Financial Advisor Insights

New IRS Contribution Limits for 2018

The IRS has released the 2018 contribution limits. There are numerous cost of living adjustments to make note of. 

Maximum Employee Contributions to Defined Contribution Plans: Increase

For employees with 401(k), 403(b), most 457 plans, or the federal government’s Thrift Savings Plan, the contribution limit for 2018 has increased $500, to $18,500. 

Maximum Employer After-Tax Additions to Defined Contribution Plans: Increase

The annual additions limit for employers has increased $1,000 to $55,000 in 2018.

Annual Catch-up Contributions for Employees Over 50: No Change

Workers over 50 years old with defined contribution plans (401(k), 403(b), most 457 plans, or the federal government’s Thrift Savings Plan) can expect another level catch-up contribution limit of $6,000 in 2018.

Self-employed and Small Business Owners: SEP IRA and Solo 401(k) Limits: Increase

The total annual contribution limit for both SEP IRAs and Solo 401(k)s has increased $1,000 to $55,000 in 2018. However, the amount that can actually be added each year is subject to an additional limitation: a percentage of W-2 earnings or net self-employment income. In 2018, the compensation limits for these calculations increased $5,000 to $275,000.

SEP IRAs are funded solely by employer contributions. Solo 401(k) plans can be funded by a business owner in two ways: as the employee and the employer, subject to the maximum annual additions limit. Like a traditional 401(k) plan, maximum employee contributions in 2018 has increased $500 to $18,500 for the solo 401(k). As previously mentioned, the employer component is subject to limitations based on earnings. Learn more about retirement planning for small business owners

SIMPLE IRA and SIMPLE 401(k) Contributions: No Change

Assuming the employee does not participate in another retirement plan, the maximum contribution to a SIMPLE IRA or SIMPLE 401(k) plan remain unchanged in 2018 at $12,500 and $3,000 for catch-up contributions for those over age 50.

However, an employer may either make matching contributions or nonelective contributions to the plan. If the employer makes nonelective contributions, the covered compensation limit has increased to $275,000 in 2018.

Traditional IRAs: No Change

The annual contribution limit for traditional IRAs will not change in 2018 and will remain at $5,500 with an additional $1,000 catch-up contribution for those over age 50. Just about any individual with earned income under age 70 1/2 can contribute to a traditional IRA, however their additions may not be deductible. In 2018 the income phase-out bands that determine whether all (or a portion of) contributions are deductible will increase slightly. Learn more about traditional vs Roth IRAs.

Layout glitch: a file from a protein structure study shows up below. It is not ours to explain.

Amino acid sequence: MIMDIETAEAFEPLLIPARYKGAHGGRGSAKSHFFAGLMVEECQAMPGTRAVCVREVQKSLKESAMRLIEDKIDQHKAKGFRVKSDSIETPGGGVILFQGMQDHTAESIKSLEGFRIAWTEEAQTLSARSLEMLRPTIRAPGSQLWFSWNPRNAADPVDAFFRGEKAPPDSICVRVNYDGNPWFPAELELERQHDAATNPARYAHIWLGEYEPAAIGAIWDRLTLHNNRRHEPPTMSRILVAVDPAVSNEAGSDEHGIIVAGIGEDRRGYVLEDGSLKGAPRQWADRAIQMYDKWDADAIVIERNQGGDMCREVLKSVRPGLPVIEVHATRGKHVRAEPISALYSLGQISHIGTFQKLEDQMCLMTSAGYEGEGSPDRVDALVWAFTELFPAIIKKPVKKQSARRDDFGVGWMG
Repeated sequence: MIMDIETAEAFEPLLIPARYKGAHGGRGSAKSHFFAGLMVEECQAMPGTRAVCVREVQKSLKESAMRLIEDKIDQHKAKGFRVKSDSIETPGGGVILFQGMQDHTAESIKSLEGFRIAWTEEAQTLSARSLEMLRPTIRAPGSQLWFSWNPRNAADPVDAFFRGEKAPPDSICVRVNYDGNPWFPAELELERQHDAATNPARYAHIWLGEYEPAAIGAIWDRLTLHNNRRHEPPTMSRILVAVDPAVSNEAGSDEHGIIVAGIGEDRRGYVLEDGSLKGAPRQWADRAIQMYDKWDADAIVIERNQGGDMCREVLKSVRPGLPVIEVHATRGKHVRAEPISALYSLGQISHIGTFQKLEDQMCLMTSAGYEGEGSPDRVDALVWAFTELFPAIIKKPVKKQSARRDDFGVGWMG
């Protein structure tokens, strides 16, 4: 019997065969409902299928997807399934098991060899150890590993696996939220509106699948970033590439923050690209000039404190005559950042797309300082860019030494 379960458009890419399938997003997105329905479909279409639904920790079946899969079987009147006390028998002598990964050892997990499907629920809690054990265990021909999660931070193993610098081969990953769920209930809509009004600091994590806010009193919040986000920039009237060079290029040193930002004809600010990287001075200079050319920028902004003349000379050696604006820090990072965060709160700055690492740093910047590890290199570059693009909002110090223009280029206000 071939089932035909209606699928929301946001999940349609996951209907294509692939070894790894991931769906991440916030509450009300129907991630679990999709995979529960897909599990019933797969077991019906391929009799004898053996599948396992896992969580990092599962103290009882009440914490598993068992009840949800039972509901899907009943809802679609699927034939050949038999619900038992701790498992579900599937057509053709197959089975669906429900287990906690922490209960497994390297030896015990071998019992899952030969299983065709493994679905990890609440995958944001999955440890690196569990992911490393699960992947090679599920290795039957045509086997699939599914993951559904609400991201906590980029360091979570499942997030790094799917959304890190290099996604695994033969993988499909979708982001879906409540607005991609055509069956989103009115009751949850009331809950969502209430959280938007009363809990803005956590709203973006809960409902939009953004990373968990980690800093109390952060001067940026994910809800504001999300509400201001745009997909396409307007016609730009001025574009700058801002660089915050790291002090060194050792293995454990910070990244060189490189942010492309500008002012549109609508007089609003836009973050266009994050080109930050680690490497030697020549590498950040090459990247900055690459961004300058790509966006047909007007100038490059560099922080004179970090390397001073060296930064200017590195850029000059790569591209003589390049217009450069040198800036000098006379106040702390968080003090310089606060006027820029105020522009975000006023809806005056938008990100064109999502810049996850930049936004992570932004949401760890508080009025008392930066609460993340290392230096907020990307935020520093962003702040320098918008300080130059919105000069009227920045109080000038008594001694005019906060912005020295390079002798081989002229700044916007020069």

The Deductible IRA Limits for 2018 are as Follows:

If you ARE covered by a retirement plan at work:

                                            Tax Filing Status & Modified Adjusted Gross Income Limits

Deduction Single Married filing jointly
Full $63,000 or less $101,000 or less
Partial; deduction begins to phase out More than $63,000 and less than $73,000 More than $101,000 and less than $121,000
Non-deductible  Above $73,000 Above $121,000

 

If you are NOT covered by a retirement plan at work:

                                          Tax Filing Status & Modified Adjusted Gross Income Limits

Deduction Single and married filing jointly (neither spouse covered) Married filing jointly - one spouse covered
Full Any $189,000 or less
Partial; deduction begins to phase out   More than $189,000 and less than $199,000
Non-deductible    Above $199,000

 

Roth IRAs: Increase to Income Eligibility 

Like the traditional IRA, the contribution limits remain unchanged for 2018. However, the income phase-out limits will increase slightly. The phase-out range for single filers will be between $120,000 - $135,000 and for married couples filing jointly $189,000 - $199,000. Learn more about traditional vs Roth IRAs.

Health Savings Accounts (HSAs): Increase

Health savings accounts will see a slight change in 2018. To qualify for a HSA you must have a high deductible health plan (HDHP). To be classified as a HDHP, the plan must have a minimum annual deductible of $1,350 for individual plans and $2,700 for family plans, an increase of $50 and $100 from 2017, respectively. In 2018, qualified participants may make pre-tax contributions of up to $3,450 for individual plans (up $50 from 2017) and $6,900 for family plans (up $150 from 2017). Learn more about HSAs.

Flexible Spending Accounts (FSAs): Increase

Employer-sponsored FSAs may have two components: a health FSA and/or a dependent care FSA. In 2018, annual contributions to a health FSA will increase $50 to $2,650. As of now, the dependent care FSA remains unchanged at $5,000 for single parents or married couples filing jointly. Learn more about FSAs.

Social Security Taxable Wage Base: Increase

Despite 2017's large increase to the taxable Social Security wage base, there will be another increase in 2018. Next year the taxable wage base will increase $1,500 from $127,200 to $128,700. The current tax rate for social security is 6.2% for the employer and 6.2% for the employee.

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